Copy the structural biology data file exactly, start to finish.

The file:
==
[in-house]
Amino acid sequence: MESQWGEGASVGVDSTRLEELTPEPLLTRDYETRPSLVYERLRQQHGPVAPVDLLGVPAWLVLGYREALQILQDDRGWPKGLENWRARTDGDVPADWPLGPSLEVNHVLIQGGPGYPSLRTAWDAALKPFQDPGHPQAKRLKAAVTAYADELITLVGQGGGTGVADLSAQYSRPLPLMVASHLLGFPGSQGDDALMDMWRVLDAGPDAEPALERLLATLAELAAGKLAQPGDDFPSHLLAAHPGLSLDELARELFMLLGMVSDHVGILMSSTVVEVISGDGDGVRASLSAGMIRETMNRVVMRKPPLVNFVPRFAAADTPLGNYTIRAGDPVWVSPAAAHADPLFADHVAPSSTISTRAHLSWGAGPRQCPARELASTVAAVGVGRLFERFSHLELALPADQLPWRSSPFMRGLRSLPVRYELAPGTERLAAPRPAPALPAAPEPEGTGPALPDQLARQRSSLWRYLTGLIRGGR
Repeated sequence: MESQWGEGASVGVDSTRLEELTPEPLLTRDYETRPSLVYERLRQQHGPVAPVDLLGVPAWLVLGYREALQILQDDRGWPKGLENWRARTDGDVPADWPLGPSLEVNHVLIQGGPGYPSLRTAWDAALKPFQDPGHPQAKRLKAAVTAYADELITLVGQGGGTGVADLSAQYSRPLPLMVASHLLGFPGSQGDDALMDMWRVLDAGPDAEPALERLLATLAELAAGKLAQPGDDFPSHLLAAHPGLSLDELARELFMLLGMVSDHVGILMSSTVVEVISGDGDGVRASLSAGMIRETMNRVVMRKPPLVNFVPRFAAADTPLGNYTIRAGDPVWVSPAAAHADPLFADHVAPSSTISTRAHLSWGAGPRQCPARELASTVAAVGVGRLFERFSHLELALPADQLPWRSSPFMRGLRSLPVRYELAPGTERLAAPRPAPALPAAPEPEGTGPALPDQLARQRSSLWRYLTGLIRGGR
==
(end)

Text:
[in-house]
Amino acid sequence: MESQWGEGASVGVDSTRLEELTPEPLLTRDYETRPSLVYERLRQQHGPVAPVDLLGVPAWLVLGYREALQILQDDRGWPKGLENWRARTDGDVPADWPLGPSLEVNHVLIQGGPGYPSLRTAWDAALKPFQDPGHPQAKRLKAAVTAYADELITLVGQGGGTGVADLSAQYSRPLPLMVASHLLGFPGSQGDDALMDMWRVLDAGPDAEPALERLLATLAELAAGKLAQPGDDFPSHLLAAHPGLSLDELARELFMLLGMVSDHVGILMSSTVVEVISGDGDGVRASLSAGMIRETMNRVVMRKPPLVNFVPRFAAADTPLGNYTIRAGDPVWVSPAAAHADPLFADHVAPSSTISTRAHLSWGAGPRQCPARELASTVAAVGVGRLFERFSHLELALPADQLPWRSSPFMRGLRSLPVRYELAPGTERLAAPRPAPALPAAPEPEGTGPALPDQLARQRSSLWRYLTGLIRGGR
Repeated sequence: MESQWGEGASVGVDSTRLEELTPEPLLTRDYETRPSLVYERLRQQHGPVAPVDLLGVPAWLVLGYREALQILQDDRGWPKGLENWRARTDGDVPADWPLGPSLEVNHVLIQGGPGYPSLRTAWDAALKPFQDPGHPQAKRLKAAVTAYADELITLVGQGGGTGVADLSAQYSRPLPLMVASHLLGFPGSQGDDALMDMWRVLDAGPDAEPALERLLATLAELAAGKLAQPGDDFPSHLLAAHPGLSLDELARELFMLLGMVSDHVGILMSSTVVEVISGDGDGVRASLSAGMIRETMNRVVMRKPPLVNFVPRFAAADTPLGNYTIRAGDPVWVSPAAAHADPLFADHVAPSSTISTRAHLSWGAGPRQCPARELASTVAAVGVGRLFERFSHLELALPADQLPWRSSPFMRGLRSLPVRYELAPGTERLAAPRPAPALPAAPEPEGTGPALPDQLARQRSSLWRYLTGLIRGGR